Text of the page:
Tech Discovery for Innovators
Learn how to discover and explore technologies, R&D and business, directly from Mergeflow's founder and CEO, Florian Wolf.
Each chapter comes with a hands-on video, example links in Mergeflow, and downloads, knowledge base articles, and blog posts related to that chapter.
The chapters don't build on each other. But it's probably good to start with Chapter 1, "How to get a 360° view on a topic".
How to get a 360° view on a topic
Venture news, market estimates, patents, scientific publications, blogs, etc.—you never know where an interesting innovation may emerge. That's why you should approach a topic from multiple angles.
7 tips for writing good search queries
Searching for R&D and business information is not easy, and there is no silver bullet. But there are methods and ways that can dramatically increase your chance of discovering relevant innovations.
Discovering early-stage deep tech companies
Learn how you can use information about government-sponsored R&D programs for discovering early-stage companies that are based on substantial scientific or engineering challenges—often called 'deep tech companies'.
How you can get a 360° view on a company's innovations
What are the markets in which a company operates? What other companies operate in the same markets? And who are the innovators at the company, and what are they working on? Learn how you can use publicly available data such as patents or market news to address these questions.
Using market estimates to discover applications and enabling technologies
Market analyses contain more information than estimated size and growth rates. I'll show you how you can use this other information for discovering new applications of a technology or material, as well as the technologies that enable an application you have in mind.
What is a trend? And how can you distinguish trends from hypes?
There are many different ideas and definitions of what a 'trend' actually is. The same is true for 'hype'. Here I'll show you how you can use number data and analyze contents to get a more traceable understanding of 'trend vs. hype'.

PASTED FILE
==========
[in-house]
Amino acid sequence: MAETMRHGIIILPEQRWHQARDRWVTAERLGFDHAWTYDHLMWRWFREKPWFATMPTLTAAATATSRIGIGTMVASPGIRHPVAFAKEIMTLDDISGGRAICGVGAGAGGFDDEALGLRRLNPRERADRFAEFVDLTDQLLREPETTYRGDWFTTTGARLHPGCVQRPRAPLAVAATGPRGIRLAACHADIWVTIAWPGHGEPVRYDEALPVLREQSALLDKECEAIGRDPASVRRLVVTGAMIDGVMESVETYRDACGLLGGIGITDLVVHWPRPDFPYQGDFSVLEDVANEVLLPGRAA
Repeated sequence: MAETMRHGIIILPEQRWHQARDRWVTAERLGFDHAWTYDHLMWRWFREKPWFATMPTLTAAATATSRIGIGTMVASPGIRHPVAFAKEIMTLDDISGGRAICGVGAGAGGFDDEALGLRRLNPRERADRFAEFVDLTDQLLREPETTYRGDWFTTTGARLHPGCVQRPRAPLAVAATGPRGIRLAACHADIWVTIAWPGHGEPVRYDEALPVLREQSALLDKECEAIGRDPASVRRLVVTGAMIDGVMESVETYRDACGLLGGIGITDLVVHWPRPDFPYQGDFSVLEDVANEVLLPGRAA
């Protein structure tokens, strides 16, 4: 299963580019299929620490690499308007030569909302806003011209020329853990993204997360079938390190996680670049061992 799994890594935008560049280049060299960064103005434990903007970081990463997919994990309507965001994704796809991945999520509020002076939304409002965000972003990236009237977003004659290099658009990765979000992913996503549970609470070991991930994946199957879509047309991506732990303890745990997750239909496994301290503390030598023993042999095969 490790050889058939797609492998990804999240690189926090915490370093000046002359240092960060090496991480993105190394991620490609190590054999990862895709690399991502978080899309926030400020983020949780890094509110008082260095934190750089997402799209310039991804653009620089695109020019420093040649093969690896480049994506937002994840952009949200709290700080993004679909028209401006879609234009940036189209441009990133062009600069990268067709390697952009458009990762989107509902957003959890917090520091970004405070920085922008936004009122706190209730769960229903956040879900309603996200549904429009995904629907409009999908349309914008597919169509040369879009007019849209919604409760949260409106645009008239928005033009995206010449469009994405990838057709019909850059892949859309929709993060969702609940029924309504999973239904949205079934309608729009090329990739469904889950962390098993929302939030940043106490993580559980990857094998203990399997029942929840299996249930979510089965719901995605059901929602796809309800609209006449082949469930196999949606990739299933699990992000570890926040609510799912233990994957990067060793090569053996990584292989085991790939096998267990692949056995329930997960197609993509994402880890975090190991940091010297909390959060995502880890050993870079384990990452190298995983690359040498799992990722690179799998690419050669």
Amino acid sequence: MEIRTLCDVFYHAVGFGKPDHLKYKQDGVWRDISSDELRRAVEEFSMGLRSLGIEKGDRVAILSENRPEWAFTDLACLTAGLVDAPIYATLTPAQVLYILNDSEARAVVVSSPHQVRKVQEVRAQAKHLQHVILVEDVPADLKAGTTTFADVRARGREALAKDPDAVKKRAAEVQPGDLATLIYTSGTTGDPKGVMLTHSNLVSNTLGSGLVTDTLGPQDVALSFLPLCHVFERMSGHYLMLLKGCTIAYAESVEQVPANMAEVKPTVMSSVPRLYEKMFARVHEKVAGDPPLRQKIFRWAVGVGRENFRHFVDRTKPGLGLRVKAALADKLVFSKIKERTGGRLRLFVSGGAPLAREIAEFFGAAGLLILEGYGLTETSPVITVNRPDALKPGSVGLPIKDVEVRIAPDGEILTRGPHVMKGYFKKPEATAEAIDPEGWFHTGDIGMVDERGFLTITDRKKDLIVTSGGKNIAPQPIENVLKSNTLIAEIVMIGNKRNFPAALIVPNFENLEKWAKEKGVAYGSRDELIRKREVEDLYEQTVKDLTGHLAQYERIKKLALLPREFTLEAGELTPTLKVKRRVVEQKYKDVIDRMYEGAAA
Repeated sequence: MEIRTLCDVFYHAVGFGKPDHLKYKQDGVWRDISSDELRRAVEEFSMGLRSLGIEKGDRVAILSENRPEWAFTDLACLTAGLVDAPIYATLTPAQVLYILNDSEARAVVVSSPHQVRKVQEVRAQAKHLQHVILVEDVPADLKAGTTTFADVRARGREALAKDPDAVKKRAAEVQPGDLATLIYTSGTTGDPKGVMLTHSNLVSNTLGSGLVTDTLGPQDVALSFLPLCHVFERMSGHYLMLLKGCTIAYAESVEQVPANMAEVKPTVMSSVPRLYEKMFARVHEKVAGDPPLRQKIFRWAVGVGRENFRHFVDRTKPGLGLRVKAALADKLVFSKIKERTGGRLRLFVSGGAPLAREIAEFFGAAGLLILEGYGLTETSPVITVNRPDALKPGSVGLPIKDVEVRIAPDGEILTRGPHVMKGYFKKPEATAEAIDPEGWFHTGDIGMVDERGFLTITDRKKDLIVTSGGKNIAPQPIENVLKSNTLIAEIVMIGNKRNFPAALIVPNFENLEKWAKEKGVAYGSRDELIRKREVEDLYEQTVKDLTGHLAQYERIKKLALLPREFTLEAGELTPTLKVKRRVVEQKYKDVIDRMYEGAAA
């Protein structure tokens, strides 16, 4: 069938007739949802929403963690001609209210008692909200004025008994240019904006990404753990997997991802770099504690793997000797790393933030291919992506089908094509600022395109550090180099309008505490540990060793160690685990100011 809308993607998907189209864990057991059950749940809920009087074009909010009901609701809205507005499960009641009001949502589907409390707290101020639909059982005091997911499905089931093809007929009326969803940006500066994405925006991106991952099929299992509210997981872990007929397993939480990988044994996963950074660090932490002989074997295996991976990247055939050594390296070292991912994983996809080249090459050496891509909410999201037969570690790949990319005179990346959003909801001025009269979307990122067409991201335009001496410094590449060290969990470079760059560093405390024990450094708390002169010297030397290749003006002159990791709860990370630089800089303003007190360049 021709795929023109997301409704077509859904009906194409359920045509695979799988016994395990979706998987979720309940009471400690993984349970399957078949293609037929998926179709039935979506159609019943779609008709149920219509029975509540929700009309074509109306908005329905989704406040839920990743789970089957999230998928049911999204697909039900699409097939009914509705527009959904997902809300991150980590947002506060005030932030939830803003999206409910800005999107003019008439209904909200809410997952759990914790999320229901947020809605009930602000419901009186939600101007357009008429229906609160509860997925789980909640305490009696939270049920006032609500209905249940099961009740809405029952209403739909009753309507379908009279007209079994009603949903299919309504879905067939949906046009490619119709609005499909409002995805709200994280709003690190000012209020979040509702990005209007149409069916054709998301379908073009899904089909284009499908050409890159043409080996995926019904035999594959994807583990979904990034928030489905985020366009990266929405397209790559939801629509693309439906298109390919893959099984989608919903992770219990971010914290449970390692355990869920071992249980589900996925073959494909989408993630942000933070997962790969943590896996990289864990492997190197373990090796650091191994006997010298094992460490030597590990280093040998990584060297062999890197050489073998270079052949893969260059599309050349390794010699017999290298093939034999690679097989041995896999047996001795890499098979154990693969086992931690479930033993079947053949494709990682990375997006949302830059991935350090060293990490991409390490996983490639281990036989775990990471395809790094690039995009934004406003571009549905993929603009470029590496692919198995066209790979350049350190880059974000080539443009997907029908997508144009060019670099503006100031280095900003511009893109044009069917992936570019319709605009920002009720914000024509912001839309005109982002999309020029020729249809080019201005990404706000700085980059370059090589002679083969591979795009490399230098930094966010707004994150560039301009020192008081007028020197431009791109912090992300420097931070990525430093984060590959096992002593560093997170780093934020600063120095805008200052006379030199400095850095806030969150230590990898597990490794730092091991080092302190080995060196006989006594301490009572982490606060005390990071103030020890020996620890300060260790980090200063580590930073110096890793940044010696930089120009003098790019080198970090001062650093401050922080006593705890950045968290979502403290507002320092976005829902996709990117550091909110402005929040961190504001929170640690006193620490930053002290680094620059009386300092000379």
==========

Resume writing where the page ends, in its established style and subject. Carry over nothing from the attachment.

How to not predict the future
"Past performance is not necessarily indicative of future results."
You've probably seen this statement. For example, in an investment prospectus. This statement applies to tech discovery as well. Therefore, in this video I'll show you an alternative way of thinking about future scenarios—one that does not involve making predictions.
Frequently asked questions
Is this course for me?
I've made this course for people who need R&D and business insights—but whose main job is to bring innovation into reality, not to collect and organize information. So if you consider yourself a scientist, engineer, product manager, entrepreneur, tech investor, or a technical marketing professional, then this course is for you.
Do I need to be a search specialist?
Absolutely not. Tech discovery is much more about creative thinking and being curious than it is about the mechanics of a tool.
Is this course topic-specific?
No. For my examples, I try to use as many different topics from across industries and tech sectors as possible. And it's always about the methods. The topics are just examples.
What are the "example links in Mergeflow"?
This is a hands-on course. I use examples from Mergeflow throughout my videos. And in order to make it easier for you to retrace what I do, I added links to all the examples, grouped by video chapters.
And what are the other links about?
For each chapter, I added links to downloads, to our technical knowledge base, and to our blog. I mention some of these links in my videos. Other links simply provide additional context.
Do I need a Mergeflow account?
Since the course is hands-on, it's better if you have an account. Otherwise it's a bit like watching a cooking show without ever entering the kitchen ;-) If you don't have a Mergeflow account yet, you can sign up for a free trial here.